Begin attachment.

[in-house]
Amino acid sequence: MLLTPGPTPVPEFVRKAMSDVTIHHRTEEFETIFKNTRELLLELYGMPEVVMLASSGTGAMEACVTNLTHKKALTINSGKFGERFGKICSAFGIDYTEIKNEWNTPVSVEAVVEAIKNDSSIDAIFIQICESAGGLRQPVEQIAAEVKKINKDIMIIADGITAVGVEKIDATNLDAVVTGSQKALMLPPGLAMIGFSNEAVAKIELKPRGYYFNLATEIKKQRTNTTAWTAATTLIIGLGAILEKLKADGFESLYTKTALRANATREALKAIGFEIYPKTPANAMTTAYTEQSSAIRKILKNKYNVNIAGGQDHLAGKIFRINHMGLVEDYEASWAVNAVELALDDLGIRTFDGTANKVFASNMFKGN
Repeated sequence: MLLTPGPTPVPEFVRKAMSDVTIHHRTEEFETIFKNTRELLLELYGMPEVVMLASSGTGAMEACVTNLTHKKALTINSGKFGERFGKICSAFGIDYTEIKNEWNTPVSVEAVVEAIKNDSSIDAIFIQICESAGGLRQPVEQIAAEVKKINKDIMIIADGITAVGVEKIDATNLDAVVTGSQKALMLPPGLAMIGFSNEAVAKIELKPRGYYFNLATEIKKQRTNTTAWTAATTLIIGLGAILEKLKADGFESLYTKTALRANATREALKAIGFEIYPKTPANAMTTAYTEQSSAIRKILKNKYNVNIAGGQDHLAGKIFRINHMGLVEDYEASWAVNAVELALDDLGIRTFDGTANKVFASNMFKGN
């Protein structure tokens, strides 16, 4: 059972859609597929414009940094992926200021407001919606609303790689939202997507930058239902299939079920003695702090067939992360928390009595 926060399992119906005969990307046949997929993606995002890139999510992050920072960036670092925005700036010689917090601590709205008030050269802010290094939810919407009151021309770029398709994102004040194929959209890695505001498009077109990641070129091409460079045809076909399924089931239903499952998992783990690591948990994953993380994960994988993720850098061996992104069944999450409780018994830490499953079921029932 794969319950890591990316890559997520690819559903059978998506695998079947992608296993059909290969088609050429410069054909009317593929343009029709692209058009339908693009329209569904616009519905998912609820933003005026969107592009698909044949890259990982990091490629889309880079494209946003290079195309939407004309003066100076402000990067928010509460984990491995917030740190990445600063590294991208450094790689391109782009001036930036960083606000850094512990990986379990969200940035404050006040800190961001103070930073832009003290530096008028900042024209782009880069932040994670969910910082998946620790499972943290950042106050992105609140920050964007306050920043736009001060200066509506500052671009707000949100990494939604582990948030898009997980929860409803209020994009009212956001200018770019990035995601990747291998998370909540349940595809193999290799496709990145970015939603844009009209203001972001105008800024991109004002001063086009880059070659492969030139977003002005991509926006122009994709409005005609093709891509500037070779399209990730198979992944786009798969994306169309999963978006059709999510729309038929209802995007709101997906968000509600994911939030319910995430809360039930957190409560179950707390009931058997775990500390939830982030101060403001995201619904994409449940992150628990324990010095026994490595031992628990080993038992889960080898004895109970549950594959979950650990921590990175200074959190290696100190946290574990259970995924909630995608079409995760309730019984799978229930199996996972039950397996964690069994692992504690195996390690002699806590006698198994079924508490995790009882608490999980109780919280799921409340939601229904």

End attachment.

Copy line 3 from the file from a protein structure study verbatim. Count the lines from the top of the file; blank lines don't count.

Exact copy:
Repeated sequence: MLLTPGPTPVPEFVRKAMSDVTIHHRTEEFETIFKNTRELLLELYGMPEVVMLASSGTGAMEACVTNLTHKKALTINSGKFGERFGKICSAFGIDYTEIKNEWNTPVSVEAVVEAIKNDSSIDAIFIQICESAGGLRQPVEQIAAEVKKINKDIMIIADGITAVGVEKIDATNLDAVVTGSQKALMLPPGLAMIGFSNEAVAKIELKPRGYYFNLATEIKKQRTNTTAWTAATTLIIGLGAILEKLKADGFESLYTKTALRANATREALKAIGFEIYPKTPANAMTTAYTEQSSAIRKILKNKYNVNIAGGQDHLAGKIFRINHMGLVEDYEASWAVNAVELALDDLGIRTFDGTANKVFASNMFKGN